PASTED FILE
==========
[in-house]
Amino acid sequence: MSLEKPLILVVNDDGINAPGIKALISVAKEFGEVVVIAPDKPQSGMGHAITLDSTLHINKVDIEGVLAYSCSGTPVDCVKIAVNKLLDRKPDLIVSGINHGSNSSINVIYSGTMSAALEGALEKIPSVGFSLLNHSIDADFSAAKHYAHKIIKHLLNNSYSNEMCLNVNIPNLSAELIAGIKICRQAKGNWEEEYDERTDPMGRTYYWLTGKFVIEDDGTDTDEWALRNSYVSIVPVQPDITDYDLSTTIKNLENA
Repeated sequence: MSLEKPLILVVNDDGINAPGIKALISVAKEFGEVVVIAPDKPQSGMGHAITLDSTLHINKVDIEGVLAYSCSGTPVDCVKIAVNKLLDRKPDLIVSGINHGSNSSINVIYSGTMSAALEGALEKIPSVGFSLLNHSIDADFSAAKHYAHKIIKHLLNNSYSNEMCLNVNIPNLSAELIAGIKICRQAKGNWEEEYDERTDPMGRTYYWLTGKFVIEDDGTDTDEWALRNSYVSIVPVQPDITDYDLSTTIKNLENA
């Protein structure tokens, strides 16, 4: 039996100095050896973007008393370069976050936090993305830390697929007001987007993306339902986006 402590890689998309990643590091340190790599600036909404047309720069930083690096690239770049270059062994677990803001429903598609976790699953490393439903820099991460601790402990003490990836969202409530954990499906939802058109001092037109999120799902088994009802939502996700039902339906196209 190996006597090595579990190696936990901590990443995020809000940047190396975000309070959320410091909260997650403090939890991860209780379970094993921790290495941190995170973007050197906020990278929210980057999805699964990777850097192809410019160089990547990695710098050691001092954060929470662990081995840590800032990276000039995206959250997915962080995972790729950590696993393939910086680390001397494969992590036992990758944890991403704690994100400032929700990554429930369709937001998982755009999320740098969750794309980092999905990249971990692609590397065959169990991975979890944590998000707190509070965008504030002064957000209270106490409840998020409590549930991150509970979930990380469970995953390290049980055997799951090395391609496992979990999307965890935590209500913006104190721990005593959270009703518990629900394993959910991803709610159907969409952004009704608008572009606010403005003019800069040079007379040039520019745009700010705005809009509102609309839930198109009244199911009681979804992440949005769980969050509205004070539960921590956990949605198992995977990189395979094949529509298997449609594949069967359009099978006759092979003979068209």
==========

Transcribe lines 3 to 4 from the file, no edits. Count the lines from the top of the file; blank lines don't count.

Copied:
Repeated sequence: MSLEKPLILVVNDDGINAPGIKALISVAKEFGEVVVIAPDKPQSGMGHAITLDSTLHINKVDIEGVLAYSCSGTPVDCVKIAVNKLLDRKPDLIVSGINHGSNSSINVIYSGTMSAALEGALEKIPSVGFSLLNHSIDADFSAAKHYAHKIIKHLLNNSYSNEMCLNVNIPNLSAELIAGIKICRQAKGNWEEEYDERTDPMGRTYYWLTGKFVIEDDGTDTDEWALRNSYVSIVPVQPDITDYDLSTTIKNLENA
């Protein structure tokens, strides 16, 4: 039996100095050896973007008393370069976050936090993305830390697929007001987007993306339902986006 402590890689998309990643590091340190790599600036909404047309720069930083690096690239770049270059062994677990803001429903598609976790699953490393439903820099991460601790402990003490990836969202409530954990499906939802058109001092037109999120799902088994009802939502996700039902339906196209 190996006597090595579990190696936990901590990443995020809000940047190396975000309070959320410091909260997650403090939890991860209780379970094993921790290495941190995170973007050197906020990278929210980057999805699964990777850097192809410019160089990547990695710098050691001092954060929470662990081995840590800032990276000039995206959250997915962080995972790729950590696993393939910086680390001397494969992590036992990758944890991403704690994100400032929700990554429930369709937001998982755009999320740098969750794309980092999905990249971990692609590397065959169990991975979890944590998000707190509070965008504030002064957000209270106490409840998020409590549930991150509970979930990380469970995953390290049980055997799951090395391609496992979990999307965890935590209500913006104190721990005593959270009703518990629900394993959910991803709610159907969409952004009704608008572009606010403005003019800069040079007379040039520019745009700010705005809009509102609309839930198109009244199911009681979804992440949005769980969050509205004070539960921590956990949605198992995977990189395979094949529509298997449609594949069967359009099978006759092979003979068209």